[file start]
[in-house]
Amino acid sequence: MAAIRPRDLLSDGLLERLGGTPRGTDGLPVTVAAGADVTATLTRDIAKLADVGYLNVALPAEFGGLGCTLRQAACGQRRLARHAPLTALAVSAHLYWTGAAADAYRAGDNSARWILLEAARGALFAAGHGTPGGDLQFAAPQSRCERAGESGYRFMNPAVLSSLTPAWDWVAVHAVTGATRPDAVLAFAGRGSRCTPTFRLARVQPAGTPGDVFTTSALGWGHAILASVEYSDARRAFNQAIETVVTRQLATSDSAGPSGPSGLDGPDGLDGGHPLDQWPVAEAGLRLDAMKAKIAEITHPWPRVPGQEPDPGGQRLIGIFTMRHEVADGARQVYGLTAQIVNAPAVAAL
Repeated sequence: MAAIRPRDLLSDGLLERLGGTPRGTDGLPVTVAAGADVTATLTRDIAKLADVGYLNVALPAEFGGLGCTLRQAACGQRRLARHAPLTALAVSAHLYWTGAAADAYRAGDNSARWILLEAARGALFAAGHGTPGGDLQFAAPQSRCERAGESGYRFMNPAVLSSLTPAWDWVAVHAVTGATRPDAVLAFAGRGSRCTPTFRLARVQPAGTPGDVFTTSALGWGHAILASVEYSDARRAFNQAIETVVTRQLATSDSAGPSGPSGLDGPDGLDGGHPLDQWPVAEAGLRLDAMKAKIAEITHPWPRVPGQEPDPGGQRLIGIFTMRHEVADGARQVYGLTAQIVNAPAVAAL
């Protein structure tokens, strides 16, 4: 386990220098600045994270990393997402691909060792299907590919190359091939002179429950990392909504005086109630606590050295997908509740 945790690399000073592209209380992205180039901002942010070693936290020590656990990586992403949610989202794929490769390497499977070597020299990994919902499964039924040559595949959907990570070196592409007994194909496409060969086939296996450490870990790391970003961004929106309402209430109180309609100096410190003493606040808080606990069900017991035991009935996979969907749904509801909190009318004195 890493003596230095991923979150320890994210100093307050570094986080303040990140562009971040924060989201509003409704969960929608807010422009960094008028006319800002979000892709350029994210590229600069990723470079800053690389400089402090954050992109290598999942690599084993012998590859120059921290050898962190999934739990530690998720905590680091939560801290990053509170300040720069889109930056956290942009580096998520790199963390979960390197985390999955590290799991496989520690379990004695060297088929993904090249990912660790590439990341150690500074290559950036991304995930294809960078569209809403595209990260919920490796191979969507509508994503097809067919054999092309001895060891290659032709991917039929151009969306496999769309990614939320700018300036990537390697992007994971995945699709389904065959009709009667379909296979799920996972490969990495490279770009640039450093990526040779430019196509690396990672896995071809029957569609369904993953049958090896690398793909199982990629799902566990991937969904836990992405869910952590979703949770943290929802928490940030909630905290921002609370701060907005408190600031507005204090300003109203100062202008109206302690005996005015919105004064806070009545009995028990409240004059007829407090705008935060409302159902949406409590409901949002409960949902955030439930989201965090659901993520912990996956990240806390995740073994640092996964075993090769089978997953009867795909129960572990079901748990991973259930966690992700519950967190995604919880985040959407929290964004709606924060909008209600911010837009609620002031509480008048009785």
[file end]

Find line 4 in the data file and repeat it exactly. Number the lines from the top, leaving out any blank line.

């Protein structure tokens, strides 16, 4: 386990220098600045994270990393997402691909060792299907590919190359091939002179429950990392909504005086109630606590050295997908509740 945790690399000073592209209380992205180039901002942010070693936290020590656990990586992403949610989202794929490769390497499977070597020299990994919902499964039924040559595949959907990570070196592409007994194909496409060969086939296996450490870990790391970003961004929106309402209430109180309609100096410190003493606040808080606990069900017991035991009935996979969907749904509801909190009318004195 890493003596230095991923979150320890994210100093307050570094986080303040990140562009971040924060989201509003409704969960929608807010422009960094008028006319800002979000892709350029994210590229600069990723470079800053690389400089402090954050992109290598999942690599084993012998590859120059921290050898962190999934739990530690998720905590680091939560801290990053509170300040720069889109930056956290942009580096998520790199963390979960390197985390999955590290799991496989520690379990004695060297088929993904090249990912660790590439990341150690500074290559950036991304995930294809960078569209809403595209990260919920490796191979969507509508994503097809067919054999092309001895060891290659032709991917039929151009969306496999769309990614939320700018300036990537390697992007994971995945699709389904065959009709009667379909296979799920996972490969990495490279770009640039450093990526040779430019196509690396990672896995071809029957569609369904993953049958090896690398793909199982990629799902566990991937969904836990992405869910952590979703949770943290929802928490940030909630905290921002609370701060907005408190600031507005204090300003109203100062202008109206302690005996005015919105004064806070009545009995028990409240004059007829407090705008935060409302159902949406409590409901949002409960949902955030439930989201965090659901993520912990996956990240806390995740073994640092996964075993090769089978997953009867795909129960572990079901748990991973259930966690992700519950967190995604919880985040959407929290964004709606924060909008209600911010837009609620002031509480008048009785």